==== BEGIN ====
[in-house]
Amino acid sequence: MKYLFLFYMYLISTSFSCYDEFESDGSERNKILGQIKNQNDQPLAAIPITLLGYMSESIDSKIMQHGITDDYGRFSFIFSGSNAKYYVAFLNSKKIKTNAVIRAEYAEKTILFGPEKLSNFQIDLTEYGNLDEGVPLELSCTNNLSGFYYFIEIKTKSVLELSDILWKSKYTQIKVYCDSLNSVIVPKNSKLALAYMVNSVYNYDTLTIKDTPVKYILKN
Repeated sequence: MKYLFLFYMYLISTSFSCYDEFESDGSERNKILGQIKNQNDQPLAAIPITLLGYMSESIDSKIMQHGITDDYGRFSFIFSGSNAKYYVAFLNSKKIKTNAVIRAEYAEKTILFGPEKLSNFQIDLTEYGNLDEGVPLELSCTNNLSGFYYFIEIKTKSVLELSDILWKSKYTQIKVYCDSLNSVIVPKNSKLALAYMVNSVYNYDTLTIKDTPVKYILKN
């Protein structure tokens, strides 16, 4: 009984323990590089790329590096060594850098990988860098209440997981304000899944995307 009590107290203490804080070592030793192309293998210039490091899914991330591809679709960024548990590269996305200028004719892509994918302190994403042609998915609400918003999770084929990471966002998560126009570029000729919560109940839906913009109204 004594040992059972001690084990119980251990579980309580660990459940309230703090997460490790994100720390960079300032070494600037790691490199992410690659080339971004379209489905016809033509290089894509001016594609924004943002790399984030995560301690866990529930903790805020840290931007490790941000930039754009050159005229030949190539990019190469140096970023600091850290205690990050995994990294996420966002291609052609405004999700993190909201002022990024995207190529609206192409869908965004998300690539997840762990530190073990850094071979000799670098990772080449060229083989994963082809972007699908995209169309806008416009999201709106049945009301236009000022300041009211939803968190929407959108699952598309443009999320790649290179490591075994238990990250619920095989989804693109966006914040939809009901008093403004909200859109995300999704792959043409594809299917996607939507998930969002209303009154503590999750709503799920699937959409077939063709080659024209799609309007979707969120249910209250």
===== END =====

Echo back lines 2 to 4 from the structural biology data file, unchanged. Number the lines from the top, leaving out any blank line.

Amino acid sequence: MKYLFLFYMYLISTSFSCYDEFESDGSERNKILGQIKNQNDQPLAAIPITLLGYMSESIDSKIMQHGITDDYGRFSFIFSGSNAKYYVAFLNSKKIKTNAVIRAEYAEKTILFGPEKLSNFQIDLTEYGNLDEGVPLELSCTNNLSGFYYFIEIKTKSVLELSDILWKSKYTQIKVYCDSLNSVIVPKNSKLALAYMVNSVYNYDTLTIKDTPVKYILKN
Repeated sequence: MKYLFLFYMYLISTSFSCYDEFESDGSERNKILGQIKNQNDQPLAAIPITLLGYMSESIDSKIMQHGITDDYGRFSFIFSGSNAKYYVAFLNSKKIKTNAVIRAEYAEKTILFGPEKLSNFQIDLTEYGNLDEGVPLELSCTNNLSGFYYFIEIKTKSVLELSDILWKSKYTQIKVYCDSLNSVIVPKNSKLALAYMVNSVYNYDTLTIKDTPVKYILKN
């Protein structure tokens, strides 16, 4: 009984323990590089790329590096060594850098990988860098209440997981304000899944995307 009590107290203490804080070592030793192309293998210039490091899914991330591809679709960024548990590269996305200028004719892509994918302190994403042609998915609400918003999770084929990471966002998560126009570029000729919560109940839906913009109204 004594040992059972001690084990119980251990579980309580660990459940309230703090997460490790994100720390960079300032070494600037790691490199992410690659080339971004379209489905016809033509290089894509001016594609924004943002790399984030995560301690866990529930903790805020840290931007490790941000930039754009050159005229030949190539990019190469140096970023600091850290205690990050995994990294996420966002291609052609405004999700993190909201002022990024995207190529609206192409869908965004998300690539997840762990530190073990850094071979000799670098990772080449060229083989994963082809972007699908995209169309806008416009999201709106049945009301236009000022300041009211939803968190929407959108699952598309443009999320790649290179490591075994238990990250619920095989989804693109966006914040939809009901008093403004909200859109995300999704792959043409594809299917996607939507998930969002209303009154503590999750709503799920699937959409077939063709080659024209799609309007979707969120249910209250």